UNITED STATES COURT OF APPEALS FOR THE THIRD CIRCUIT.
April 8, 1953
AMERICAN AIRLINES, INC., UNITED AIR LINES, INC., TRANSCONTINENTAL & WESTERN AIR, INC., AND AIR CARGO, INC.
HONORABLE PHILLIP FORMAN, A JUDGE OF THE UNITED STATES DISTRICT COURT FOR THE DISTRICT OF NEW JERSEY, AND SLICK AIRWAYS, INC. SLICK AIRWAYS, INC. V. AMERICAN AIRLINES, INC., UNITED AIR LINES, INC., TRANSCONTINENTAL & WESTERN AIR, INC., AND AIR CARGO, INC.
Before MCLAUGHLIN, STALEY and HASTIE, Circuit Judges.
Opinion of the Court
HASTIE, Circuit Judge: These two proceedings have the single purpose of obtaining a review of an order of the District Court for the District of New Jersey denying a defense motion to dismiss the complaint in a civil action for money damages.
On its face the complaint states a familiar type of claim for treble damages*fn1 under the antitrust laws. The plaintiff, Slick Airways, alleges that it has been injured by a conspiracy of its competitors, the defendant air lines, to drive it out of the air freight business.
The defendants moved to dismiss the complaint because in their view the court could not adjudicate the merits of this controversy without unlawfully encroaching upon the primary jurisdiction of the Civil Aeronautics Board over a broad range of matters involved in or affecting the commercial transportation of freight by air.
Full hearing on the motion and a rehearing are reflected in two elaborate opinions by the district court and a consequent order denying the motion without prejudice to its renewal after answer and the more precise framing of the actually contested issues through appropriate pretrial procedure. 107 F.Supp. 199 (1952). From this order defendants have appealed.They also have filed as a separate original proceeding in this court a "Petition for Writ of Certiorari or Mandamus or Prohibition" asking that we restrain the district court from going forward with the antitrust action in normal course as it proposes.
We consider first the appeal and a motion to dismiss it filed by appellee.
Appellants concede that they are attempting to appeal from an order that is not final. Therefore, if we have jurisdiction at all it must be by virtue of Section 1292 (1) of Title 28 of the United States Code. Narrowing the issue still further, appellants assert that we have jurisdiction under the provision of Section 1292 (1) which enables us to entertain appeals from "interlocutory orders of the district courts ... refusing ... injunctions. ..." It is argued that when the district court denied the motion to dismiss the complaint it "refused an injunction" in the sense that it refused to stay its own hand. This analysis is said to be in line with Enelow v. New York Life Insurance Co., 1935, 293 U.S. 379, and Ettelson v. Metropolitan Life Insurance Co., 1942, 317 U.S. 188. But these cases concerned interlocutory decision on equitable defenses interposed in actions at law. Here we have a simple motion to dismiss for lack of jurisdiction. And the stated willingness of movant to accept a "stay" rather than outright dismissal did not change the essential character of the pleading.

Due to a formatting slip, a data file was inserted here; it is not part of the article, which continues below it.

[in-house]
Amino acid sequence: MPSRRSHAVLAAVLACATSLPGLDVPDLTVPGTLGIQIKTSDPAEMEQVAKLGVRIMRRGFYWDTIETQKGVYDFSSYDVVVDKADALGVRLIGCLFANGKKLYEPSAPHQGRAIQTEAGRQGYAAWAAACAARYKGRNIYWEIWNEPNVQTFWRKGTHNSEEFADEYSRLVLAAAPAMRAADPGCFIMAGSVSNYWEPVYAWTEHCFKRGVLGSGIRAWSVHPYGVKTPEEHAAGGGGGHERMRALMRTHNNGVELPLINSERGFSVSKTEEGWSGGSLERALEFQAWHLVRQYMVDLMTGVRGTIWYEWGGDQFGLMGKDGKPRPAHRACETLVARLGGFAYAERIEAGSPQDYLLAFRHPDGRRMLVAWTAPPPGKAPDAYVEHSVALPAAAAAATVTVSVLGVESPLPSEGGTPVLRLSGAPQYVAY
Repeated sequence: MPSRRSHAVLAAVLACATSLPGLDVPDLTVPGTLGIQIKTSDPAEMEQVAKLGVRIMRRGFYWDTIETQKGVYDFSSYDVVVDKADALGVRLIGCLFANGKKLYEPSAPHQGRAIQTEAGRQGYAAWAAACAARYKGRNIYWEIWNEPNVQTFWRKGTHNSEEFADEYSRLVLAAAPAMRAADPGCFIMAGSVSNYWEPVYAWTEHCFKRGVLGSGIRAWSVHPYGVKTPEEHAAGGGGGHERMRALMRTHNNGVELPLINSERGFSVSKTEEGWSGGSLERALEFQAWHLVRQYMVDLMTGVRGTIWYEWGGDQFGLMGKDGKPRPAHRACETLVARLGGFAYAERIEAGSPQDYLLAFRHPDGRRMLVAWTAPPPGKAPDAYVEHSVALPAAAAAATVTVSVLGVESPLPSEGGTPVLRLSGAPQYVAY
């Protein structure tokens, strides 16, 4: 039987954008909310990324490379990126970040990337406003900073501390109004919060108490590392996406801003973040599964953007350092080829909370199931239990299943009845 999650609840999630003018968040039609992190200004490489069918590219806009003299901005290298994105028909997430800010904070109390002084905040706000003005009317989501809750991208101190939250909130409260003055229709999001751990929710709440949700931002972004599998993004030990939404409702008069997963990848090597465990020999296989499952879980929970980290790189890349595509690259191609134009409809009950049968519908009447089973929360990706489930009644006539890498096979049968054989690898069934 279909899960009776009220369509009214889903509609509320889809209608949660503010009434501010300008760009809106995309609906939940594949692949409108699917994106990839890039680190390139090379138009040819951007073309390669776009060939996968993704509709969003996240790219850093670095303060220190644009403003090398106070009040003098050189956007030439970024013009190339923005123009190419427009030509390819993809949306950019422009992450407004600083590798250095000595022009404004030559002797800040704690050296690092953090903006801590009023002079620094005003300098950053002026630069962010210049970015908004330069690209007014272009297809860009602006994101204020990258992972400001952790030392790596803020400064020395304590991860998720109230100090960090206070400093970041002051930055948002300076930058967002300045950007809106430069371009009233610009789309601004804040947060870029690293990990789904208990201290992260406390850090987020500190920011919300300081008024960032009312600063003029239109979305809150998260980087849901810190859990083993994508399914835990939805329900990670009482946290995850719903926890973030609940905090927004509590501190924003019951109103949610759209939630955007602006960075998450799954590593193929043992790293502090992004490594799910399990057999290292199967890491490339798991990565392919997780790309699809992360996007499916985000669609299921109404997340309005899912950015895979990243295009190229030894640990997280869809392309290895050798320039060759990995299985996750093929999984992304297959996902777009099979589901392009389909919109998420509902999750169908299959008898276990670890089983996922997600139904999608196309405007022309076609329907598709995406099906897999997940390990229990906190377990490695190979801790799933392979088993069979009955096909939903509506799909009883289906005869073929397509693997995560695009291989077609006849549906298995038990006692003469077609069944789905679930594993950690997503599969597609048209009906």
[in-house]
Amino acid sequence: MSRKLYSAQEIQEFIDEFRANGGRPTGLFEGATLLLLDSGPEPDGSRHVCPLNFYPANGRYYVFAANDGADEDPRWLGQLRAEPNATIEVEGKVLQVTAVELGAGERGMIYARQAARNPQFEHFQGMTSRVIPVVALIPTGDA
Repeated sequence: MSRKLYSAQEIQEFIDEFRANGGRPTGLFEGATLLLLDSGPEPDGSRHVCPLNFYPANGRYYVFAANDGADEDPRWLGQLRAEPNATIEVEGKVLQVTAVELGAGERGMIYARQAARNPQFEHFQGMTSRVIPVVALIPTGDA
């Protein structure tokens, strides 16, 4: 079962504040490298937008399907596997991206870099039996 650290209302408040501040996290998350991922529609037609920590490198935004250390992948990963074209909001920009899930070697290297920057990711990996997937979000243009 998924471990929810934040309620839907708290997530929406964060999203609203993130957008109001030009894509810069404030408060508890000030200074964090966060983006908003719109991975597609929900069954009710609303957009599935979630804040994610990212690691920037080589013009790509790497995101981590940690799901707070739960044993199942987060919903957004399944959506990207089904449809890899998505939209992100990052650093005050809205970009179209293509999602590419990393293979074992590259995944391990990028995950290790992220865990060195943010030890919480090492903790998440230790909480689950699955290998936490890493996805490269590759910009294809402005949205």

Moreover, the vitality of the Enelow and Ettelson doctrine is now at least gravely impaired by City of Morgantown v. Royal Insurance Co., 1949, 337 U.S. 254. Whether the impairment is fatal the majority of the Supreme Court did not decide, and we shall not anticipate that decision. But we do think the manifest attitude of the Supreme Court in Morgantown is such that Enelow and Ettelson should be restricted to cases clearly within their purview. They should not be substantially extended as appellants' position would require here.
In addition, this case involves our rationalization of the "refusing an injunction" clause of Section 1292 (1), elaborated in Morganstern Chemical Co. v. Schering Corp., 1950, 181 F.2d 160. There we analysed an order denying a motion for summary judgment as merely causing a postponing of decision on issues until later in the lawsuit. Therefore, it lacked that substantial effect upon the rights of the parties which would be necessary to bring it within the policy of Section 1292 (1) in favor of a restricted group of interlocutory appeals. Thus, there was nothing to justify any broad construction of the language of the statute to cover such a situation. Similarly, in the present case the court has declined to stop the proceeding at this early stage, yet has made it clear that the request may be renewed and will be considered again before trial if the moving party so desires after pretrial clarification of issues. Thus, this case, like the Morganstern case, is as far outside of the policy of Section 1292 (1) as it is beyond the literal provisions of that subsection. We have no authority to entertain this interlocutory appeal.
The case for relief by mandamus or prohibition is no better. Although this extraordinary relief is technically the subject of a separate suit initiated in this court, it is being sought as an alternative means of obtaining immediate review of an interlocutory order which can as effectively*fn2 be reviewed, if need be, by appeal after the district court shall have finished with the principal lawsuit. For jurisdictional purposes it is argued by the petitioners that we can and should act under Section 1651(a) of Title 28 of the United States Code which authorizes us to issue "all writs necessary or appropriate in aid of ... [our] jurisdiction and agreeable to the usages and principles of law." But the relief sought here is not "in aid of" our appellate jurisdiction. Rather, it is an unwarranted anticipation of that jurisdiction. Statutory restrictions upon our review of interlocutory orders cannot be circumvented by such resort to petitions for mandamus and prohibition.Our position in this regard is currently stated and elaborated, with a review of the precedents in this Circuit, in Pennsylvania Railroad Company v. Kirkpatrick, No. 10,938, decided April 2, 1953.